Students of the LGBTQ+ community and allies gathered in the Grove to celebrate inclusivity and diversity on Wednesday at Ramapo College’s second annual Pridefest.
In celebration of National Coming Out Day on Oct. 11, The Women’s Center and the Office of Equity and Diversity Programs partnered with many on-campus organizations to set up tables that presented programs and pride merch to students.
Senior Berly Rivera, the Women’s Center’s Student Queer Peer Services Coordinator, was most enthusiastic about getting new students involved and fostering an inclusive community for all who participated in Pridefest.
Junior Gabrielle Bok, the Lead Queer Peer Services Coordinator at the Women’s Center, said making Pridefest inclusive for everyone meant getting support from student organizations representative of minorities and people of color who often lack equal representation in LGBTQ+ culture.
In planning the second Pridefest, Rivera said they succeeded in involving more student organizations and on-campus clubs this year. Next year, they hope to gather support from more off-campus organizations.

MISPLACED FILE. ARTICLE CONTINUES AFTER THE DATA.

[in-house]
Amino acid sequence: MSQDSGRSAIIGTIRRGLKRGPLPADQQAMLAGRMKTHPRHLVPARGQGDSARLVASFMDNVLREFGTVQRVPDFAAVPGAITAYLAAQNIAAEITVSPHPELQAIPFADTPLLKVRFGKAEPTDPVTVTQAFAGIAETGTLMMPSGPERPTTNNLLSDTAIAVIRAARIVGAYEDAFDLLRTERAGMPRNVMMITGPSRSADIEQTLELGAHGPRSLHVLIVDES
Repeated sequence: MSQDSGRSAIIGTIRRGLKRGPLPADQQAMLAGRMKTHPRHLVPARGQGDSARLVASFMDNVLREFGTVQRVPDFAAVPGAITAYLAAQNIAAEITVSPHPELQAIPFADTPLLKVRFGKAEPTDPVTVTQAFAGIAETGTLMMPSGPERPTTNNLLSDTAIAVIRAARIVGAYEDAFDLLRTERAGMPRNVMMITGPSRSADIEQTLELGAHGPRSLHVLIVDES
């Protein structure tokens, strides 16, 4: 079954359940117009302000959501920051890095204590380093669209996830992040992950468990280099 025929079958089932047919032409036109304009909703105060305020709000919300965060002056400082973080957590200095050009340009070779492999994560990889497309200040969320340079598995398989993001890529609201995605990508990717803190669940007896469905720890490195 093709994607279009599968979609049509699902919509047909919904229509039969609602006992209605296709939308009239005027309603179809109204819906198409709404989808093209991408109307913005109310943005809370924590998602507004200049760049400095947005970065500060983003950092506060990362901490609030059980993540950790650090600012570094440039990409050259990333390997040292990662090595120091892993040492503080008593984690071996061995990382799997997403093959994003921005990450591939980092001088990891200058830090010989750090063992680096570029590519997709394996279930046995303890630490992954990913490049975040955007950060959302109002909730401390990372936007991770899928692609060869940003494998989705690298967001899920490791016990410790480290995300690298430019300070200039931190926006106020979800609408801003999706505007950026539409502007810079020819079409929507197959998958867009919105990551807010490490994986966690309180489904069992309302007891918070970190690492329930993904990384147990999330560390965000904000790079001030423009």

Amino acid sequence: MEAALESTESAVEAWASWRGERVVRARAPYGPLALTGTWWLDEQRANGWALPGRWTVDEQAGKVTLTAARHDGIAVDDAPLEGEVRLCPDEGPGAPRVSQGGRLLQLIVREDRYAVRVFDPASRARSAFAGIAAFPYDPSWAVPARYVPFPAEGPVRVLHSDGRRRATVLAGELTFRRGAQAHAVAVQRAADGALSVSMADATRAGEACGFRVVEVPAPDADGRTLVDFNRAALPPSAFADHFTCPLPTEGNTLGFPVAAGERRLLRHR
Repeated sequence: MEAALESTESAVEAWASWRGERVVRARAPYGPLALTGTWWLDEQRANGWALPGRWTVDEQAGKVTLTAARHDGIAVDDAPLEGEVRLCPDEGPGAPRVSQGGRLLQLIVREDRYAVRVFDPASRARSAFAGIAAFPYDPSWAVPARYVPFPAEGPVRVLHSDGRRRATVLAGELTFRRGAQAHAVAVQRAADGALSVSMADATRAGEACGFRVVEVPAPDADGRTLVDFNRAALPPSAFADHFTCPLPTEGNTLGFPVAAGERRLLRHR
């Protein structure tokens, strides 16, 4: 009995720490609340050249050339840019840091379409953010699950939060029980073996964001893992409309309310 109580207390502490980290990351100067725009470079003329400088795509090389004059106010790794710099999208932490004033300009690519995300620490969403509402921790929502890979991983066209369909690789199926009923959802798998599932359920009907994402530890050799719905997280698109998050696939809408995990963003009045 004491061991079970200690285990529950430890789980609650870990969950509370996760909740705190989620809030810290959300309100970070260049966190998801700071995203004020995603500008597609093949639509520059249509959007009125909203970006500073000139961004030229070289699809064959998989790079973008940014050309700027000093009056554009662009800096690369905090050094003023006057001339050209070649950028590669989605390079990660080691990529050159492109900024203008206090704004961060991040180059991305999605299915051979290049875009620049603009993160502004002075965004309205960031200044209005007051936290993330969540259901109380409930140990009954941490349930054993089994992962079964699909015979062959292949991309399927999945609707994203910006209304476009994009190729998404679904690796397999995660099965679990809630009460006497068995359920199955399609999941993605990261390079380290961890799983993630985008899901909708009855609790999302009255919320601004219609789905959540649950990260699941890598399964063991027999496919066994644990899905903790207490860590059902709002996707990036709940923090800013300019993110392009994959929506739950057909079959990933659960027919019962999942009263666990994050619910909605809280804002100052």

One table displayed different on-campus resources available at the Women’s Center, Health and Counseling Services and Office of Violence Prevention, that LGBTQ+ students can utilize.
“There are some awesome resources [here],” said freshman Tori D’amico, noting that Ramapo has a name change service on campus for trans students who may prefer to be called a different name in class.
“I love every and any pride event,” D’amico said, “I’m so glad Ramapo supports this.”
Flags and pins of each identity were available to students, along with T-shirts that declare “Ramapo Pride.”
Ramapo’s roadrunner mascot Fledge also wore a pride pin and greeted students by waving the pansexual flag.
Senior Kyle Ferlita was one of many resident assistants at the Residence Life table, helping students create potted plant crafts. “I love the inclusivity of it all and just being able to be yourself,” he said. “That’s the big thing especially on this campus that I love.”
Students and faculty crowded around the stage beneath the Arch to see the headlining Drag Queen, Shequida Hall, lip-sync classic songs and joke with the crowd.
She took a serious moment to respond to the negative attitudes of people who question the importance of pride parades and festivals.
“We should be able to do whatever we want, be whoever we want, dress however we want to in a free society. That is the ultimate definition of freedom ladies and gentlemen,” Hall said.
Hall’s performance empowered students from beginning to end, as she encouraged students of all identities to have confidence in who they are. By the end of her performance, she climbed atop the stone steps in the Grove to sing and dance with students.
“We love the turnout,” said senior Tuba Farooqui, a Faith and Spirituality Peer Educator for the Office of Equity and Diversity. “We hope this continues on to be a Ramapo tradition, and that everyone in the LGBTQ+ community gets to show their support.”